Boost your cash flow with invoice financing
So many people assume that if you have rocky cash flow, you’re either operating a bad business or doing a poor job of running it. However, this rule of thumb simply doesn’t apply. Yes, a poorly run business can experience a cash crunch, but successful businesses also face cash-flow crises, especially in today’s business world.
Until you’ve witnessed or experienced it, it’s not easy to fathom how quickly a business cash flow situation can spiral on itself. Most people think a successful business has plenty of money, and it’s true, many do. But some, especially those operating as suppliers to other businesses, often survive invoice to invoice. They have adequate — sometimes robust — sales, but are challenged by customers who keep extending their payment terms as a financial strategy.
In recent years, many larger conglomerates have pushed their payment terms to 120 days. So while suppliers keep paying their bills for inventory on relatively short terms, they aren’t paid with the same predictable frequency. Could your business survive delivering goods or services without receiving payment for four months?
The strategy, of course, is for a large customer to hold on to its own funds as long as possible. That means you could operate a successful company, win a large, lucrative contract with a reputable, multinational corporation, and still have trouble predicting cash flow. That could leave you in a crisis for:
- Paying staff on time;
- Meeting essential obligations such as payroll taxes and insurance obligations;
- Paying suppliers and replenishing inventory;
- Reinvesting in your business;
- Hiring additional employees to meet new demands;
- Seizing a new business opportunity;
- Paying rent; and
- Taking advantage of special temporary pricing.
Other businesses that often benefit from invoice financing include manufacturers who purchase large quantities of materials to fulfill orders, businesses with high overhead costs, and others with seasonal peaks and valleys.
Businesses with peak and slow seasons encounter financial demands of a different sort. In the peak season, those companies need access to cash to finance higher receivable levels, pay more employees, etc. Traditional loans require a steady, predictable income, so flexible invoice financing can help these companies meet their seasonal needs.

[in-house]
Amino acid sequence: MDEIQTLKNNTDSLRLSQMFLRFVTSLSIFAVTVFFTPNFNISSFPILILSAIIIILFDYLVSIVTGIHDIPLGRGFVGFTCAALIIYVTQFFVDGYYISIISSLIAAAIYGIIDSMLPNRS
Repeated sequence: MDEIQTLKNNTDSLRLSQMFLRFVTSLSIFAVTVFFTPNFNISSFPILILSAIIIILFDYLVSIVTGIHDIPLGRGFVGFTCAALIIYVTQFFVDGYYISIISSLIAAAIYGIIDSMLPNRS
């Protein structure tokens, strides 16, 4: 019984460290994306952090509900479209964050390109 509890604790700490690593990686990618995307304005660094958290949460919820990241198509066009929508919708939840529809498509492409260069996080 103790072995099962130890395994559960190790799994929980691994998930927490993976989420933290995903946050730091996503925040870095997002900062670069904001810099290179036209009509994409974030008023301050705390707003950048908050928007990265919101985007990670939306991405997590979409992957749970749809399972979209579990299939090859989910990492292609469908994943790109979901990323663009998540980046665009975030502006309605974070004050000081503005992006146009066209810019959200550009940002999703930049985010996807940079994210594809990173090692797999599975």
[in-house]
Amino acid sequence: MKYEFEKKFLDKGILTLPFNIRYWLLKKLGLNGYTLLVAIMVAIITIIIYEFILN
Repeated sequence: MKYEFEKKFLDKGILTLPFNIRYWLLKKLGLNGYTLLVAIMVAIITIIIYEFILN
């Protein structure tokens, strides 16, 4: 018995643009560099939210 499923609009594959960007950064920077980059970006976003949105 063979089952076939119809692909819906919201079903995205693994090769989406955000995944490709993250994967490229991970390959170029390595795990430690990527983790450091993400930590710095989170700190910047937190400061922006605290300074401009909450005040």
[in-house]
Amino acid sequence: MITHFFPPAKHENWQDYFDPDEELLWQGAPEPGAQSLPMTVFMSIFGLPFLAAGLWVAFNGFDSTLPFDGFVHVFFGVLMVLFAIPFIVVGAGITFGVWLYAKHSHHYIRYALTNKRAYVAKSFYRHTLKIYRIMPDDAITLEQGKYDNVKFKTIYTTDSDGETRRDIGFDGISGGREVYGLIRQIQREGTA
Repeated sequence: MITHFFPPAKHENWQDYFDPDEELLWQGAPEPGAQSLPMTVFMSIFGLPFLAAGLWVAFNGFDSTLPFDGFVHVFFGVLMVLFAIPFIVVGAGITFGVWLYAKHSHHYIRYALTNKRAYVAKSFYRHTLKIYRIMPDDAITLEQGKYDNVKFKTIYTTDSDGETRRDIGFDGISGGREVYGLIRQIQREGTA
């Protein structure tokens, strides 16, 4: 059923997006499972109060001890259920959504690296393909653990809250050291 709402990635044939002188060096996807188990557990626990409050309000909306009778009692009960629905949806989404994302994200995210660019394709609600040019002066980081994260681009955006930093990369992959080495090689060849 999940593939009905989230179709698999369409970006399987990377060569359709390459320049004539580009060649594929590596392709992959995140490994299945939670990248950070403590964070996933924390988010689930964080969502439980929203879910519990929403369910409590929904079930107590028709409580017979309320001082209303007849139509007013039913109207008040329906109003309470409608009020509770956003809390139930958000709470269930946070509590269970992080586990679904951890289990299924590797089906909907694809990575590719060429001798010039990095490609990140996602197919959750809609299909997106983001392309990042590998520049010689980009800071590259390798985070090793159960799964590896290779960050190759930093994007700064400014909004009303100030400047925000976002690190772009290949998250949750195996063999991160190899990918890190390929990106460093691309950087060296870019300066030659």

We helped one client that manufactured upscale fishing rods grow from a $13 million company to a $31 million company when the owners sold it. They were loyal to their local bank, but that bank couldn’t provide them with a larger line of credit due to the seasonal nature of the business. We carved out a pool of longer-term receivables to help them tap into more cash to invest in their company at a critical time.
Invoice financing is one of the least understood and under-utilized financing options. When you work with an invoice financier, you conduct business normally and invoice like you always do. Then an invoice financing company pays you a cash advance quickly at an agreed advance rate (80%–90%) for those customer invoices, freeing you up to pay employees and reinvest in the business. You don’t have to worry about collecting payment, which allows you to focus on your business instead of your outstanding invoices. You receive the rest of the payment, minus agreed-upon fees, after your clients pay the invoices.
Many business leaders also find invoice financing attractive because their personal and business credit history aren’t as important to invoice financiers as the creditworthiness of their customers paying the invoices. You likely got into business because you enjoy making a particular product or offering a unique solution — and you’re good at it. Invoice financing allows you to focus on what you enjoy and grow your business.
Bill Elliott is president of First Business Growth Funding and has more than 35 years of experience in the commercial finance sector, with a special focus on accounts receivable financing and asset-based lending.
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